chapter11_notes

chapter11_notes - Chapter 11 Amortization Impairment and...

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Chapter 11: Amortization, Impairment, and Disposition Amortization – Concept: Amortization (also known as depreciation) is a means of cost allocation It is not a method of valuation Amortization involves: allocating the cost of capital assets (less salvage or residual value) over the periods expected to benefit from the use of the assets The asset’s cost is allocated to Amortization Expense over the asset’s useful life Factors in the Amortization Process: Questions to be answered to determine the amount of amortization expense: 1. What amount of the asset’s cost is to be amortized? 2. What is the asset’s useful life? 3. What pattern and method of cost allocation is best for this asset? Amount to be Amortized: Amortizable amount is the amount to be amortized It is calculated as: Original cost of the asset less estimated residual value (or salvage or disposal value) Residual value is the estimated net realizable value of a capital asset at the end of its useful life to the entity Salvage value is the asset’s estimated net realizable value at the end of the asset’s life Useful Life of an Asset: An asset’s useful (or service) life and physical life are not the same (expressed in time or units) Useful life is sometimes referred to as the economic life—the period of time over which the asset will produce revenue for the company Factors affecting useful life are: Wear and tear, inadequacy to company due to change in demands, replacement with a more efficient asset and obsolescence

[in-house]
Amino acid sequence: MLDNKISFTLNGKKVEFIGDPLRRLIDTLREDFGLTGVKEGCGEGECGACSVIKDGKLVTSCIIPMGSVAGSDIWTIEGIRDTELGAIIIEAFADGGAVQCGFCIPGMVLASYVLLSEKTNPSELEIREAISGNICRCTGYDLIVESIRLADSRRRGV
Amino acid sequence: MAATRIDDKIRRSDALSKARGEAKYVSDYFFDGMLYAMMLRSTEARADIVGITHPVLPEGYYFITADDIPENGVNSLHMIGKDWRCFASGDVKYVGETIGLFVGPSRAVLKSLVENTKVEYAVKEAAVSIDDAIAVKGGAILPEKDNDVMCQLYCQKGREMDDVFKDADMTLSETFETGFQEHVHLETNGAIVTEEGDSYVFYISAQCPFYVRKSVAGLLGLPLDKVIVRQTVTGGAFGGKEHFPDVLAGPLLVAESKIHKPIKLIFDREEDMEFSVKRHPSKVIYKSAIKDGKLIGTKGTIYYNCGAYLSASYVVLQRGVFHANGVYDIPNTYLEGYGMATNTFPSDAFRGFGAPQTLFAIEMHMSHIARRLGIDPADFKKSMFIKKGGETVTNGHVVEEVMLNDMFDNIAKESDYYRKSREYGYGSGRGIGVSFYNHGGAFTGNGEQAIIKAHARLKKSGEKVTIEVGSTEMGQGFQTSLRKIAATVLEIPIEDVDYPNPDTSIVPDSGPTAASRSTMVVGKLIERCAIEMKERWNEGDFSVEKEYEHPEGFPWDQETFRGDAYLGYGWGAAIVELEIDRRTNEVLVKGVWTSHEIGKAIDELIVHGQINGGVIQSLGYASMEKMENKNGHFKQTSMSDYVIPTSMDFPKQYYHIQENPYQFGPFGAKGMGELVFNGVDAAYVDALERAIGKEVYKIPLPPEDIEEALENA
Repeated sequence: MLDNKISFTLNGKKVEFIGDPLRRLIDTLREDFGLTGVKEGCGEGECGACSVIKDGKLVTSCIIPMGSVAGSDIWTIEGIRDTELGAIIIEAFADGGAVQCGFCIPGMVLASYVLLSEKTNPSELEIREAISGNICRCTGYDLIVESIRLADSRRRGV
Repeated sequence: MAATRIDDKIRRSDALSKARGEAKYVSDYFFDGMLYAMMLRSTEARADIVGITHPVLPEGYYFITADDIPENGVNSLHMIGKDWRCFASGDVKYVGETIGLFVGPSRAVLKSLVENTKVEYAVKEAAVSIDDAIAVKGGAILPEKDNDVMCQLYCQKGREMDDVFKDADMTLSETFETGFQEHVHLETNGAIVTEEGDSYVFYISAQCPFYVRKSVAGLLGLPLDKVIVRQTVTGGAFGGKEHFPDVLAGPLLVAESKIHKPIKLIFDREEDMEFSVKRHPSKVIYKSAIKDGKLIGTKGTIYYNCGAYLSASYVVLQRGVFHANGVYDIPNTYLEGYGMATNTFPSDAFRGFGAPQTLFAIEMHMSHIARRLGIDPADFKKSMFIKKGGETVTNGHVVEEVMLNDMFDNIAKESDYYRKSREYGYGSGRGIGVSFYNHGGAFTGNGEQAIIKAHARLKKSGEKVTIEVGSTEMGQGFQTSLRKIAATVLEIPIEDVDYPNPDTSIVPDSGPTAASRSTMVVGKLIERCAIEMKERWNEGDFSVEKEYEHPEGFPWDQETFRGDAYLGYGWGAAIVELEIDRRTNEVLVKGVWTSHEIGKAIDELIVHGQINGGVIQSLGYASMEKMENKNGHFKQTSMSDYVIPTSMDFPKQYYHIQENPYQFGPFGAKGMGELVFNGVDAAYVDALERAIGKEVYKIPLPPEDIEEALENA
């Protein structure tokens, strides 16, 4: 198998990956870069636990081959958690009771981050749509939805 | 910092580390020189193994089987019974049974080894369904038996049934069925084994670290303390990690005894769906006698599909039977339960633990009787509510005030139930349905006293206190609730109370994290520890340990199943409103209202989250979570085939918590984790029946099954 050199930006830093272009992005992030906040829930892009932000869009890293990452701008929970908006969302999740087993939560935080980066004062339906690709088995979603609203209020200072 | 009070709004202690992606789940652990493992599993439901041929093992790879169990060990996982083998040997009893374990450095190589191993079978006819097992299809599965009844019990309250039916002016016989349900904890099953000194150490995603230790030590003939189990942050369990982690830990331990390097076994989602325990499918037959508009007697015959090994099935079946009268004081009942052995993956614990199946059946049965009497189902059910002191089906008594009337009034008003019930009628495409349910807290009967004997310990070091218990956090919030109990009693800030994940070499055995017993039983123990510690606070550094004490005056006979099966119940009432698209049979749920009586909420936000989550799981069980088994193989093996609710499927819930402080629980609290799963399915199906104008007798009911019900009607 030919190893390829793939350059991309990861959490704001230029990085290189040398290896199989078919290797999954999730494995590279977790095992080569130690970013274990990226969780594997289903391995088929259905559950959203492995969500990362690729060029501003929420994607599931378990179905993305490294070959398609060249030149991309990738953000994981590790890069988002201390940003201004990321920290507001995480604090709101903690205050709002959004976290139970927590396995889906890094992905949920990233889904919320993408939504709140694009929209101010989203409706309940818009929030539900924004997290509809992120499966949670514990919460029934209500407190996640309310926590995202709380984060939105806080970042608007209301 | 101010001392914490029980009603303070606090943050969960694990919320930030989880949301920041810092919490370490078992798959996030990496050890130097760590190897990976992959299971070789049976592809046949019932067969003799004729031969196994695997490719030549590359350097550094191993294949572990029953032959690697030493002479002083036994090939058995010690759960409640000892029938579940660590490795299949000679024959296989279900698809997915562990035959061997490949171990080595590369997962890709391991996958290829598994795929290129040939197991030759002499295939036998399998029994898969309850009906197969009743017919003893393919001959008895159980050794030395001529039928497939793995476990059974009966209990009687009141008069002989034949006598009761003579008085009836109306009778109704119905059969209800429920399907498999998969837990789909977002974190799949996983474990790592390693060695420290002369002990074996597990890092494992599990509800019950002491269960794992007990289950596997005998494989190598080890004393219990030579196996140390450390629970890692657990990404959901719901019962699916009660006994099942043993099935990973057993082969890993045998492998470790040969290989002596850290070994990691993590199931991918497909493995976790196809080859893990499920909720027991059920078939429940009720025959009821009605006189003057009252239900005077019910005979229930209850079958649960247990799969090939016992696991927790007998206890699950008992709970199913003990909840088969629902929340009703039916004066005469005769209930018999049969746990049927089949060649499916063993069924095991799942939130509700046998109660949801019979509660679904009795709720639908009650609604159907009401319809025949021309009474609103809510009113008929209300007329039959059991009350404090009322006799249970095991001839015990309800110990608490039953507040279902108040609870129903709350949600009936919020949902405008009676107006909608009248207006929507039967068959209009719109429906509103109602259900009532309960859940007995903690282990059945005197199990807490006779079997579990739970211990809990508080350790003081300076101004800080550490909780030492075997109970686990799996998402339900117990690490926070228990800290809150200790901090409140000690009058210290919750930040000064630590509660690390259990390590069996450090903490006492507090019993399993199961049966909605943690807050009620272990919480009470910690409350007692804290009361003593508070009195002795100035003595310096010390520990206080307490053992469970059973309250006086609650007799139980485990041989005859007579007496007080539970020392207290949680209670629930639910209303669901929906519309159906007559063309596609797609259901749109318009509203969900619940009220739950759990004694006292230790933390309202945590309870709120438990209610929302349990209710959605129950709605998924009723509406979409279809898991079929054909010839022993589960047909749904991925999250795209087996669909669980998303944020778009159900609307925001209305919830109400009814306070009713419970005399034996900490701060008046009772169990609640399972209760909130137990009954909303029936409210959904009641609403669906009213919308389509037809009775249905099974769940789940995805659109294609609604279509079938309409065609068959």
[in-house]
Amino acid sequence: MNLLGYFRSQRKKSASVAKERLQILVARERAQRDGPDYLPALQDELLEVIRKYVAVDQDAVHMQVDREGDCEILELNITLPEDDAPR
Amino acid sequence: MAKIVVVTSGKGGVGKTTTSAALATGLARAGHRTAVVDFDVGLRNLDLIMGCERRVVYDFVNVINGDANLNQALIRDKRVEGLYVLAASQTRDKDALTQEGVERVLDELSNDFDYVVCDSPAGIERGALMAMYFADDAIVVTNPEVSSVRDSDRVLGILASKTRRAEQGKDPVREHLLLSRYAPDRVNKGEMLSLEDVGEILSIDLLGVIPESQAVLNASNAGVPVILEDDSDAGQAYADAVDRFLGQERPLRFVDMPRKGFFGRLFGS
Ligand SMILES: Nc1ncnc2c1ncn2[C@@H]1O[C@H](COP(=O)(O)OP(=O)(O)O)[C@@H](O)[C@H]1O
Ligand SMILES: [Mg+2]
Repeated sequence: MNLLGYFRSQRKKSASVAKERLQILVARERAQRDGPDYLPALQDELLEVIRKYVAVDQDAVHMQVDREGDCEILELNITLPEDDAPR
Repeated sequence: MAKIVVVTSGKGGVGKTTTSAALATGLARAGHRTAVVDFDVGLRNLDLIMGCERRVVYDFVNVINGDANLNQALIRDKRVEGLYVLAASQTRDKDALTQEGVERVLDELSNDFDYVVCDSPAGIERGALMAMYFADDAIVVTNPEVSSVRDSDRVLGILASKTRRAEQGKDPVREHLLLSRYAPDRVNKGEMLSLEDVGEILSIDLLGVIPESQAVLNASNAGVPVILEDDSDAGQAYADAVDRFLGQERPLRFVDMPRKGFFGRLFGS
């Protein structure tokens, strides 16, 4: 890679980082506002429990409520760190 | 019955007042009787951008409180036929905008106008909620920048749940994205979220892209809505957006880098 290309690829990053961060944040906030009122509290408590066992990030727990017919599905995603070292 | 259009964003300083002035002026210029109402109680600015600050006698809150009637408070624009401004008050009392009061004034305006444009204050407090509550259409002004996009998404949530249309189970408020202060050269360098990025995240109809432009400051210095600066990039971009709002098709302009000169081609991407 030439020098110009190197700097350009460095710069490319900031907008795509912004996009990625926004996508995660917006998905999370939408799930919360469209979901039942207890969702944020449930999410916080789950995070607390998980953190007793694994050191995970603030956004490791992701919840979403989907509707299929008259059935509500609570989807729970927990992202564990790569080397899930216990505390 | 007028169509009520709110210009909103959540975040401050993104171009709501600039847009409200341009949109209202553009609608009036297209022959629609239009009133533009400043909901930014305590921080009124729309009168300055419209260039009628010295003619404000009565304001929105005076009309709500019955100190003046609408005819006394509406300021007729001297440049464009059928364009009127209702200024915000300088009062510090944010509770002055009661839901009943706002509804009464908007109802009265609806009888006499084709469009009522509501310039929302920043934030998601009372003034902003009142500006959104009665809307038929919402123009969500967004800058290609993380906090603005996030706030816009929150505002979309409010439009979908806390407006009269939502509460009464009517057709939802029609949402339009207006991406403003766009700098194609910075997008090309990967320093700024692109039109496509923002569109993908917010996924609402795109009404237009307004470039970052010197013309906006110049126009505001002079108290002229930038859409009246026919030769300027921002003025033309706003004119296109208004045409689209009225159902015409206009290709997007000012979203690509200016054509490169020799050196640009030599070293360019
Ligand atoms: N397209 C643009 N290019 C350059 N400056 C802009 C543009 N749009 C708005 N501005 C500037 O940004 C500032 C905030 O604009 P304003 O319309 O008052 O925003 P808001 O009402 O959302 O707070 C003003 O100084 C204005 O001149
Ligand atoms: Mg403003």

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Amortization Methods – EXAMPLE: Crane Ltd. buys a crane at the beginning of the current fiscal year. Information relating to the crane follows: Cost: $500,000 Estimated useful life: five years (or 30,000 hours) Residual value end of five years of use: $50,000 Actual hours used during the current year: 4,000
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chapter11_notes - Chapter 11 Amortization Impairment and...

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